Palo Verde National Park
The air shimmers in waves of heat over the plains, meanderings of air currents revealed by the bowing and quivering of the grass. The heat waves hide the true nature of white dots and blobs scattered across the fields. The swift flight of a hawk and the white objects are suddenly up and flying. As they rise above the hot air, they are revealed to be hundreds of birds; egrets, herons, storks, Black-bellied Whistling Ducks, even pink Roseate Spoonbills. They were feeding in the grass, wetlands actually, of Palo Verde National Park, Costa Rica.
Location and how to get there
Palo Verde National Park is found off the beaten track in northwestern Costa Rica, just north of the Nicoya Gulf about 30 kilometers southwest of Bagaces. From San Jose, drive north along the main highway towards Liberia. Near Bagaces, watch for signs that indicate the turn-off to Palo Verde. From here, much of the road is dirt and likely impassable during most of the wet season (May-November). Continue to follow signs for the national park until the entrance is reached. Past the entrance, a few dirt roads provide access to Palo Verde National Park. The whole trip takes around 4-5 hours from San Jose.
A RAMSAR site, or wetland of global importance, Palo Verde is the largest and most important wetland on the Pacific slope of Costa Rica. This national park is of vital importance for the survival of the huge Jabiru Stork in Costa Rica. These largest of American stork species require extensive wetlands such as Palo Verde. This national park is also a stronghold for several other bird and animal species dependent upon freshwater wetlands in Costa Rica such as Spectacled Caiman, Roseate Spoonbill and several herons. Palo Verde National Park also protects large tracts of dry forest with a small population of Scarlet Macaws, Jaguars and Pumas.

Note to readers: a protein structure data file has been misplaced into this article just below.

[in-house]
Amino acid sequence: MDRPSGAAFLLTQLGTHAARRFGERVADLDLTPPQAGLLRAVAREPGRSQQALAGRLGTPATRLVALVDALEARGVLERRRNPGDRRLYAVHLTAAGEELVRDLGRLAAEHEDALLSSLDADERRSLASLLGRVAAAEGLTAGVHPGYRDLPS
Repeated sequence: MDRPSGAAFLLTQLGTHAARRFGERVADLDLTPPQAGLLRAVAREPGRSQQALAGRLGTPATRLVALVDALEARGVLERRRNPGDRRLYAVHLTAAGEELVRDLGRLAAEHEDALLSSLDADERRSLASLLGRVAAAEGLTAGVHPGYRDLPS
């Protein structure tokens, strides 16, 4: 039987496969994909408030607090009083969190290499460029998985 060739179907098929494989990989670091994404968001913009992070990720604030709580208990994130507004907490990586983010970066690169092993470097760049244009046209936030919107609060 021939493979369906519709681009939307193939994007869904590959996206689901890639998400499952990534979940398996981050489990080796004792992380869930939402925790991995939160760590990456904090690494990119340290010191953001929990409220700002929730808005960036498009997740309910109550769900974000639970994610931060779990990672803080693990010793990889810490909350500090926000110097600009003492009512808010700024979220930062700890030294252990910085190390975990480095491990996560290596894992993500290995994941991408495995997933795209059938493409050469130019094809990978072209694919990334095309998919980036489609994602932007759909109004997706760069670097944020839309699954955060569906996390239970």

Boat ride down the Tempisque River
Palo Verde National Park is essentially in the heart of the floodplain for the Tempisque River. A boat ride down the Tempisque is a great, relaxed way to see lots of waterbirds, caimans and other wildlife. Inquire at the park headquarters for this exciting trip.
Palo Verde is one of the wilder, more isolated national parks in Costa Rica. The low population density in the surrounding areas makes Palo Verde a core sector of a larger area used by wildlife. This fact combined with the open nature of the forest and wetlands makes Palo Verde one of the best places to see wildlife in Costa Rica. Aside from the easy viewing of literally 1,000s of waterbirds in the vicinity of the park buildings, coatis, deer, armadillos, even wild cat species and more are all possible along the roads and trails. Night hikes are especially productive for wildlife viewing at Palo Verde since most of the animals are nocturnal to avoid the intense tropical sun.
Palo Verde is one of the few national parks that offers lodging within its boundaries. This lodging, however, can be full with student groups as it is part of the Organization for Tropical Studies research station at Palo Verde. Ensenada Lodge is an ecolodge near the southern border of the park. Several hotels are found around Liberia; an hour to two hours drive from the headquarters.